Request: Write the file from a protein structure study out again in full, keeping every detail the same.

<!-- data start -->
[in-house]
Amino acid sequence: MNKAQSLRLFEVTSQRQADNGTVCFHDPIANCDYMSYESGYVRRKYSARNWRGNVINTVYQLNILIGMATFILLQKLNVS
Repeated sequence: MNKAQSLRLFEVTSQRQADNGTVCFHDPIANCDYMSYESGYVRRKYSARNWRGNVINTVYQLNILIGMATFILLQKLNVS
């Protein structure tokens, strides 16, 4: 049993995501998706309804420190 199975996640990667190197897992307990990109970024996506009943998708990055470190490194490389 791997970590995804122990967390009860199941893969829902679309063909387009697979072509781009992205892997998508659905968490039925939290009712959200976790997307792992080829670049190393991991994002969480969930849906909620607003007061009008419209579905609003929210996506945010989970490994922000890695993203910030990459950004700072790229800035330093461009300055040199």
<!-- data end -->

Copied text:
[in-house]
Amino acid sequence: MNKAQSLRLFEVTSQRQADNGTVCFHDPIANCDYMSYESGYVRRKYSARNWRGNVINTVYQLNILIGMATFILLQKLNVS
Repeated sequence: MNKAQSLRLFEVTSQRQADNGTVCFHDPIANCDYMSYESGYVRRKYSARNWRGNVINTVYQLNILIGMATFILLQKLNVS
């Protein structure tokens, strides 16, 4: 049993995501998706309804420190 199975996640990667190197897992307990990109970024996506009943998708990055470190490194490389 791997970590995804122990967390009860199941893969829902679309063909387009697979072509781009992205892997998508659905968490039925939290009712959200976790997307792992080829670049190393991991994002969480969930849906909620607003007061009008419209579905609003929210996506945010989970490994922000890695993203910030990459950004700072790229800035330093461009300055040199």